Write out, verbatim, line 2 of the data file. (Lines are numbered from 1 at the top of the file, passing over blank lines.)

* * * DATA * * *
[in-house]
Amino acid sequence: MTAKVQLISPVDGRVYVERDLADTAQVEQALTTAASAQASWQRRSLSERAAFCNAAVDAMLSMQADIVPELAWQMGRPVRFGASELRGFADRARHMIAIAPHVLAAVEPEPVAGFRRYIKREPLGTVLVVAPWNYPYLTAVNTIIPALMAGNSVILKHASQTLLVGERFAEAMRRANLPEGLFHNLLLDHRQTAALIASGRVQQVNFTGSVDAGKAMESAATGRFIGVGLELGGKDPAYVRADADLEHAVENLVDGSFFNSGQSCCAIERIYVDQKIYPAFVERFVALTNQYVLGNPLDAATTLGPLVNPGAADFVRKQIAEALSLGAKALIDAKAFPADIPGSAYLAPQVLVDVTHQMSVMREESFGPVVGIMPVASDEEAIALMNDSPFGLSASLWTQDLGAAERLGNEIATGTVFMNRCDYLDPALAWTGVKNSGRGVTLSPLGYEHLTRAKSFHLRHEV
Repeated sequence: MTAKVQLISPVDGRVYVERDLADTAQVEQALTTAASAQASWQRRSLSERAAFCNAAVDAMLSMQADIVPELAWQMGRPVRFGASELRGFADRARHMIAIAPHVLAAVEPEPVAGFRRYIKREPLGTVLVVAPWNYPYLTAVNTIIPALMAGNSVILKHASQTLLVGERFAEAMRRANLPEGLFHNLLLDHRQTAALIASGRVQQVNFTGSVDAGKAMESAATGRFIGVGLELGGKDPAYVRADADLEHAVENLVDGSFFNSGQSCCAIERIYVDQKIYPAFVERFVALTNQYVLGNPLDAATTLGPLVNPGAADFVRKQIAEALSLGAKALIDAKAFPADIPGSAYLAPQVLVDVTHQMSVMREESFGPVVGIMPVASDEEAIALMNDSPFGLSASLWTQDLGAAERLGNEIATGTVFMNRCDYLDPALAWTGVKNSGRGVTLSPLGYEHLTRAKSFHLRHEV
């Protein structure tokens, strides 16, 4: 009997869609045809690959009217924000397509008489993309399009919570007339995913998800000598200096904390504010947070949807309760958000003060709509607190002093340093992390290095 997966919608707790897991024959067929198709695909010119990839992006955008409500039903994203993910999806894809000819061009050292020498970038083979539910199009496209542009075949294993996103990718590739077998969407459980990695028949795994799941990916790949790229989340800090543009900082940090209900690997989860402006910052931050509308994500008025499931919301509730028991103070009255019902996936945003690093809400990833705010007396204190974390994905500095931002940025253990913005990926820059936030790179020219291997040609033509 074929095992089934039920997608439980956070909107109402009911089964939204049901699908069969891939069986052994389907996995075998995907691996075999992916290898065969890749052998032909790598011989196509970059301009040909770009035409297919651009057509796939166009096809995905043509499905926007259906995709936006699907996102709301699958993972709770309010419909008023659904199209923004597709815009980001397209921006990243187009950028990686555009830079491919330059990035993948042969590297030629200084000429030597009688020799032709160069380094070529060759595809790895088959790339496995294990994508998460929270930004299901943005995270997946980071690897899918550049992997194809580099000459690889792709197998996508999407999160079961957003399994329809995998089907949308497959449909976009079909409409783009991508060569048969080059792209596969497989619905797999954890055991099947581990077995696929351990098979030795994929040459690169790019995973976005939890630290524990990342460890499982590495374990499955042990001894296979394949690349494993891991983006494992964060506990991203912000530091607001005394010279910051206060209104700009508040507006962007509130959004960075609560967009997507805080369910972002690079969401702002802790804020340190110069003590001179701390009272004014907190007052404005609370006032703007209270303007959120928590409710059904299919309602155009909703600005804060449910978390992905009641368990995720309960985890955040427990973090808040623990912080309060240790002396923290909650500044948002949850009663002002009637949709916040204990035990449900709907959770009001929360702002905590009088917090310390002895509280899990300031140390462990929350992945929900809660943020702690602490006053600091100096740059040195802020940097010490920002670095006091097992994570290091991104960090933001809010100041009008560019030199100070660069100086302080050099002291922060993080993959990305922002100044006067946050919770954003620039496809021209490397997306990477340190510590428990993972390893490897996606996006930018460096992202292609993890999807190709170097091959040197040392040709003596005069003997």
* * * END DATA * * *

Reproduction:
Amino acid sequence: MTAKVQLISPVDGRVYVERDLADTAQVEQALTTAASAQASWQRRSLSERAAFCNAAVDAMLSMQADIVPELAWQMGRPVRFGASELRGFADRARHMIAIAPHVLAAVEPEPVAGFRRYIKREPLGTVLVVAPWNYPYLTAVNTIIPALMAGNSVILKHASQTLLVGERFAEAMRRANLPEGLFHNLLLDHRQTAALIASGRVQQVNFTGSVDAGKAMESAATGRFIGVGLELGGKDPAYVRADADLEHAVENLVDGSFFNSGQSCCAIERIYVDQKIYPAFVERFVALTNQYVLGNPLDAATTLGPLVNPGAADFVRKQIAEALSLGAKALIDAKAFPADIPGSAYLAPQVLVDVTHQMSVMREESFGPVVGIMPVASDEEAIALMNDSPFGLSASLWTQDLGAAERLGNEIATGTVFMNRCDYLDPALAWTGVKNSGRGVTLSPLGYEHLTRAKSFHLRHEV